The City of Vancouver has made their COVID-19 resource available in multiple languages including Korean, Tagalog, Chinese (traditional and simplified), and Farsi among others. Find Vancouver resources in your language HERE.

Updated:
November 30, 2020

On June 26th, 2020 BC updated the procedures in place for travellers returning from other countries. Go to Self-Isolation on Return to BC for full details.

 

Self-Isolation Plans

All international travellers returning to B.C. are required by law to self-isolate for 14 days, submit a self-isolation plan and complete the federal CANArrive application.

Self-isolation plans must be reviewed by provincial government officials before travellers can return home.

You can submit your self-isolation plan and CANArrive application online before you begin your travel back to Canada or upon arrival. Go HERE for instructions on how to fill out your self-isolation plan and federal arrival application.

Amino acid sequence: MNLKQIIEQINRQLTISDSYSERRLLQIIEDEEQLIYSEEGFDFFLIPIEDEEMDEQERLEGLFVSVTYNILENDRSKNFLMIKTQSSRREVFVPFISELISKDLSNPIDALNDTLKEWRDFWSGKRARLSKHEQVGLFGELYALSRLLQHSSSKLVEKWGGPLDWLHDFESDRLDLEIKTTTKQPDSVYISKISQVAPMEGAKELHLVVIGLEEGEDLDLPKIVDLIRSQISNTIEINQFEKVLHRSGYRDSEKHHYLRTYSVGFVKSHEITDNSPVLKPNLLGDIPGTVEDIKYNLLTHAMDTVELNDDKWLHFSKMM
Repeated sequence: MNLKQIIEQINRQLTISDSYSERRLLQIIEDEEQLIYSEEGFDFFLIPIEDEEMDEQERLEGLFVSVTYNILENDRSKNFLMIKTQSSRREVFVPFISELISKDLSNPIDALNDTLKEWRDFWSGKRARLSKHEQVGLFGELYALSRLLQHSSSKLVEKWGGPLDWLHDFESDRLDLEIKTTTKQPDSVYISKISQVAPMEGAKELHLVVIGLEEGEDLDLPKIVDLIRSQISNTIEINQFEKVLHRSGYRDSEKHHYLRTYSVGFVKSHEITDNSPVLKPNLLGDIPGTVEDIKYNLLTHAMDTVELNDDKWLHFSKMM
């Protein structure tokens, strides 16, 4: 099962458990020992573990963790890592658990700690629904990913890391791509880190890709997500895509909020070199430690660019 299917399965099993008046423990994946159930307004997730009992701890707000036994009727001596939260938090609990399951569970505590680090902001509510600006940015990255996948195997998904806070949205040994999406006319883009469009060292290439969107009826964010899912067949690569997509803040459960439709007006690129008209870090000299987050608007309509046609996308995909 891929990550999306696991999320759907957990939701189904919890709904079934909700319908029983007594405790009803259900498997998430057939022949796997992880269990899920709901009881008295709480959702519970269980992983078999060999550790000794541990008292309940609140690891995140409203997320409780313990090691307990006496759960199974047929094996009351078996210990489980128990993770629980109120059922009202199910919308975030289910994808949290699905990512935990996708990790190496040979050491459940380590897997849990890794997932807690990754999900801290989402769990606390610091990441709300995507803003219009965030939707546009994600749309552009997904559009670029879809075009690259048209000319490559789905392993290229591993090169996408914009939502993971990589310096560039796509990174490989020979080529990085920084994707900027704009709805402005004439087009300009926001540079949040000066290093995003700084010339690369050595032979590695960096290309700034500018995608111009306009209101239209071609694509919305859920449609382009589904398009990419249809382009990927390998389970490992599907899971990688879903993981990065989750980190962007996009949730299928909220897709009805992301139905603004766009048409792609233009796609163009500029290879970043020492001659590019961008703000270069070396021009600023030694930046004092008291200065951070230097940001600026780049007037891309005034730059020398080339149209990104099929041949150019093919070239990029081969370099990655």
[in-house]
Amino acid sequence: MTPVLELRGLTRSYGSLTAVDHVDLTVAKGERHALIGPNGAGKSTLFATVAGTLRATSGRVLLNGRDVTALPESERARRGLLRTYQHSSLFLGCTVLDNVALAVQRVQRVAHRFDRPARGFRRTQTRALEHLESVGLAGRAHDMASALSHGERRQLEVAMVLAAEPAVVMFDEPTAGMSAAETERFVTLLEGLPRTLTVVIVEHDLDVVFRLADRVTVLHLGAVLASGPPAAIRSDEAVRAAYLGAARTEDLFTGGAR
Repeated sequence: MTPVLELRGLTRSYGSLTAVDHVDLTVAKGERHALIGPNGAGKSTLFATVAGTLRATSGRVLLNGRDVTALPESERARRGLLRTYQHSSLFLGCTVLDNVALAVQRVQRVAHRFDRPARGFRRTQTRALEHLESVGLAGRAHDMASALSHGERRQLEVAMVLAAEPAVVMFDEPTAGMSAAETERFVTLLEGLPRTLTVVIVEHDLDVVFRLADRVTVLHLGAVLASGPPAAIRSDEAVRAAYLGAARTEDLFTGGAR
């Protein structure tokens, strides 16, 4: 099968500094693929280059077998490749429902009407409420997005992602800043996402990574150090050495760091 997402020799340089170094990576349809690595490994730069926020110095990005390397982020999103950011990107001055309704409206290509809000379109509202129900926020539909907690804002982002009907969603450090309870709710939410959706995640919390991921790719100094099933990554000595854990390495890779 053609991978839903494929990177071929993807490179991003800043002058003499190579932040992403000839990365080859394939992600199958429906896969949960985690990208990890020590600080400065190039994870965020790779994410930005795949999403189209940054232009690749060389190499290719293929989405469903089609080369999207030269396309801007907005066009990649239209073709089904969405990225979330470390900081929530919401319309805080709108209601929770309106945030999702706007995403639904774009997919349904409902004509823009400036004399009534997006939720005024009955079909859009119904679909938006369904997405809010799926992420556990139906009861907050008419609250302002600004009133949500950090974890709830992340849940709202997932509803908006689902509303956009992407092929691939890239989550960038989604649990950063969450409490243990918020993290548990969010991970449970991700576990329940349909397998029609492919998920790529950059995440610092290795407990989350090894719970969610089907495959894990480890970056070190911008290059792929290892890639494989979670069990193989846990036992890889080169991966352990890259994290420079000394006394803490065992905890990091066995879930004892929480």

Assessment Process on Arrival

Starting April 8, 2020, additional screening measures will be put in place for people returning to B.C. from international locations including the United States by air, land or sea.

 

Current Quarantine Orders

On March 17, 2020, the Provincial Health Officer (PHO) issued a quarantine order directing people returning to B.C. from the U.S. and other international destinations to self-isolate.

On March 25, 2020, the federal government implemented a self-isolation plan for returning international travellers on select flights under the Quarantine Act.

  • The federal government will continue to use its authority under the Quarantine Act to ensure compliance with the order to self-isolate, enforceable by RCMP or local police
  • Maximum penalties for breaking self-isolation orders include a fine of up to $750,000 and/or imprisonment for six months
Updated:
November 30, 2020

All orders can be enforced by police or other compliance and enforcement officials. People who don't follow the order could be fined.